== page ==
Classic cars and new art next gen in wealthCity Talk | Cheng Huan 10 Sep 2018
The local property market is wobbling.
A few buyers have walked away from million-dollar-plus deposits while government figures say prices, and rentals, are still on the rise.
I suppose the figures reflect the past, and the reality is that the property boom is over at long last.
That is the only explanation for developers cutting asking prices.
I wonder where we will go from here? Will the market behave as it has in past downturns and fall as steeply as it has risen?
That is the most likely course and one that may cause financial hardship to investors with debts they cannot repay.
However, Hong Kong is home to lots of what I call "hidden wealth."
For the first time in at least 20 years there is not one serious property market anywhere where prices are rising.
They are falling anywhere that matters, and making investment profits is becoming more problematic by the day. Cash is king once again, but what to do with it is not an easy question to answer.
There are a few very lucky investors who bought famous sports cars years ago and are now reaping huge profits.
Sotheby's has auctioned off a 1962 Ferrari 250 GTO for about HK$370 million, a world record.
Bidding opened at HK$270 million and it took just three increments to hit HK$370 million.
In 1993 you could have purchased the same car for a mere HK$35 million.
The price was nearly 50 percent more than the record HK$23 million paid for a similar Ferrari four years ago.
If you were very old-fashioned and had bought HK$23 million worth of gold bullion in 2014, you'd have made no profit (or loss either), but the Ferrari would have made you HK$14 million richer.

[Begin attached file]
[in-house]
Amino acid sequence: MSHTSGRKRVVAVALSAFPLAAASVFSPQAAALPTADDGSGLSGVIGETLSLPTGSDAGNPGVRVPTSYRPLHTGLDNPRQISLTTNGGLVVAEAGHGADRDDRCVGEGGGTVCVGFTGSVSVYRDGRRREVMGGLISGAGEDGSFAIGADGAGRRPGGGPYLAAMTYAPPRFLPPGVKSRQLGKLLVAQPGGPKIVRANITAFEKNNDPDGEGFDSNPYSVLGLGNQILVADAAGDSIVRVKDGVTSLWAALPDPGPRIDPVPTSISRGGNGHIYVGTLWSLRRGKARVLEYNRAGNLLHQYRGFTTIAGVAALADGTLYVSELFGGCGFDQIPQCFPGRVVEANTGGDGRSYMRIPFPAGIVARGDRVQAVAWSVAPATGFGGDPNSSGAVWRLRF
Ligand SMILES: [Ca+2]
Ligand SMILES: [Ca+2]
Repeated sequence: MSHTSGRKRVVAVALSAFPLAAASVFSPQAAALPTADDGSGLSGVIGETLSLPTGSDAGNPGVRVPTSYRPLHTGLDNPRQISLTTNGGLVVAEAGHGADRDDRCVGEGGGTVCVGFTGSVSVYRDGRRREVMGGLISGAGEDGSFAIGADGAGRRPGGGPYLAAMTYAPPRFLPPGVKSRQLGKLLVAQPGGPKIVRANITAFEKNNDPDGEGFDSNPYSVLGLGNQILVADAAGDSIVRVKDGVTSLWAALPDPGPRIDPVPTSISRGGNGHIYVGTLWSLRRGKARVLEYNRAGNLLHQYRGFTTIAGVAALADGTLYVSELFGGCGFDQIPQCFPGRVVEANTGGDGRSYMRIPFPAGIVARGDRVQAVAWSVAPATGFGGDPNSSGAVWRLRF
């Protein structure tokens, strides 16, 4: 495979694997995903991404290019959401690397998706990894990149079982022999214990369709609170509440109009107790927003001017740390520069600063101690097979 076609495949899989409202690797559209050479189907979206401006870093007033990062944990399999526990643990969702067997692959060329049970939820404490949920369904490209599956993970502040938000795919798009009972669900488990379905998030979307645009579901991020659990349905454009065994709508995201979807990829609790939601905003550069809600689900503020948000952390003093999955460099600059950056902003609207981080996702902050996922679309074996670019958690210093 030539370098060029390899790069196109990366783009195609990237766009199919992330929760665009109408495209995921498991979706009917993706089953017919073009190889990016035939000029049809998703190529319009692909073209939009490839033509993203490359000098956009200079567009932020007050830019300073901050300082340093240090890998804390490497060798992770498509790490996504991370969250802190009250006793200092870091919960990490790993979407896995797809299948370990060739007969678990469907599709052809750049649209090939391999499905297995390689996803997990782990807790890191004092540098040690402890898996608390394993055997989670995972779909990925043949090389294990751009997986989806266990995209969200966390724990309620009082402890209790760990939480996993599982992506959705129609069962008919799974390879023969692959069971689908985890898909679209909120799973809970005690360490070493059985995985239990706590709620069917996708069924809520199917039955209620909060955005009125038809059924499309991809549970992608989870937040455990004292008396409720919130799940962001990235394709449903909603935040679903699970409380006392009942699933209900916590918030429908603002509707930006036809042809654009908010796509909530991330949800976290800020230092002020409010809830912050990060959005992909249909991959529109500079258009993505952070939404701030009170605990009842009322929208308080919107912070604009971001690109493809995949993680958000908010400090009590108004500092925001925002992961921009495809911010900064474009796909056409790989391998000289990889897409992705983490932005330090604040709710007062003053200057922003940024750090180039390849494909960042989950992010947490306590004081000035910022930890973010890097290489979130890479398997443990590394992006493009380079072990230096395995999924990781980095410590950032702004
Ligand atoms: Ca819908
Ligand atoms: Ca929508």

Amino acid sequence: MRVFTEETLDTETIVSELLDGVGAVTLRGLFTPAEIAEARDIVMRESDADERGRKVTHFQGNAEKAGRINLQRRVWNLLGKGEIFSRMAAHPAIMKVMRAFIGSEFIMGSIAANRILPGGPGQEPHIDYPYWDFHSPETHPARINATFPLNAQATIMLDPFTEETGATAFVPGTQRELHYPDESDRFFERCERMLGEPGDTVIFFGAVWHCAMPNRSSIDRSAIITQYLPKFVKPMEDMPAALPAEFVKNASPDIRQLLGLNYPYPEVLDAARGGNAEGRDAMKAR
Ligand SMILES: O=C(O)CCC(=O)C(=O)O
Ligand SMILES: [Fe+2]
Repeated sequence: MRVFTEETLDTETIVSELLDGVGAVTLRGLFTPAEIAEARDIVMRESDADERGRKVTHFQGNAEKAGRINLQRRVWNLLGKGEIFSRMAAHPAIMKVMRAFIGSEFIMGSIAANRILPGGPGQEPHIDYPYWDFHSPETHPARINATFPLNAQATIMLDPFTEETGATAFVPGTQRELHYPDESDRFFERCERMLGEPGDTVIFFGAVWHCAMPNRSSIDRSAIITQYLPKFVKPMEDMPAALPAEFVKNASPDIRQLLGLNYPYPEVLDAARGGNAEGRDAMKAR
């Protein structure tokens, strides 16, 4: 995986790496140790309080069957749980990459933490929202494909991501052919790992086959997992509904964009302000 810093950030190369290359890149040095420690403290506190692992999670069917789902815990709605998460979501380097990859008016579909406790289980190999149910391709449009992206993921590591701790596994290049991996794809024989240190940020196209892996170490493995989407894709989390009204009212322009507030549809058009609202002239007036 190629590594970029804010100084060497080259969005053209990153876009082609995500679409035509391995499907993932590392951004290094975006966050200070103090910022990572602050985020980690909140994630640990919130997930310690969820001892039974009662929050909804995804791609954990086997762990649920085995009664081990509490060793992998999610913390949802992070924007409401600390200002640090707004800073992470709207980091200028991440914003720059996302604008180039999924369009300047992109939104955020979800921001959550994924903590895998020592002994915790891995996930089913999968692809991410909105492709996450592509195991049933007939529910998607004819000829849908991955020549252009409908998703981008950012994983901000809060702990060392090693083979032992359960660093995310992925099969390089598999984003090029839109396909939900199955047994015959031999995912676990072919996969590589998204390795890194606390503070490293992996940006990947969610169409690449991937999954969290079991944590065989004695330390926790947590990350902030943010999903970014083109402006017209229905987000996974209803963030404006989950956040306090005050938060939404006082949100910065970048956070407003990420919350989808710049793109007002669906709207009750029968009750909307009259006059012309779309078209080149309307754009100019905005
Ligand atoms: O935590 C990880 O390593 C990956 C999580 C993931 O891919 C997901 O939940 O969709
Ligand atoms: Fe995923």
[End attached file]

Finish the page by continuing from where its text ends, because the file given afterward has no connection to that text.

The art market is also entering difficult times, with growing evidence the young are more interested in new art.
Christie's is about to auction the first-ever oil painting created by a computer. It's a portrait of a fictional man.
The programmers are three 25-year olds living in Paris, and they've named it Portrait of Edmond Belamy.
One of the three, Gauthier Vernier, has reassured the art world he is not trying to put artists out of business.
What he and his colleagues hope to do is to create a totally new art form that can thrive alongside old-fashioned art.
AI art will be a new branch of art in the same way that photography became a new art form in the 1880s.
They placed data of 15,000 14th and 15th-century portraits into a computer system that they called the "generator."
It then produces a printed artwork using the data it has learned.
The result is like an abstract painting with clearly defined brush strokes.
A second system called the "discriminator" then assesses if the image was created by a machine or a human.
The hope is that one computer will create a portrait that another computer truly believes to be a human painting.
To date 11 portraits have been generated, some of which have sold privately for HK$100,000 each.
It'll be interesting to see what price Christie's achieves.
It's tempting to bid for the first-ever AI portrait to be auctioned off. It could be a lot of fun and we need fun in these difficult times.
Cheng Huan is a senior counsel and an author who practices in Hong Kong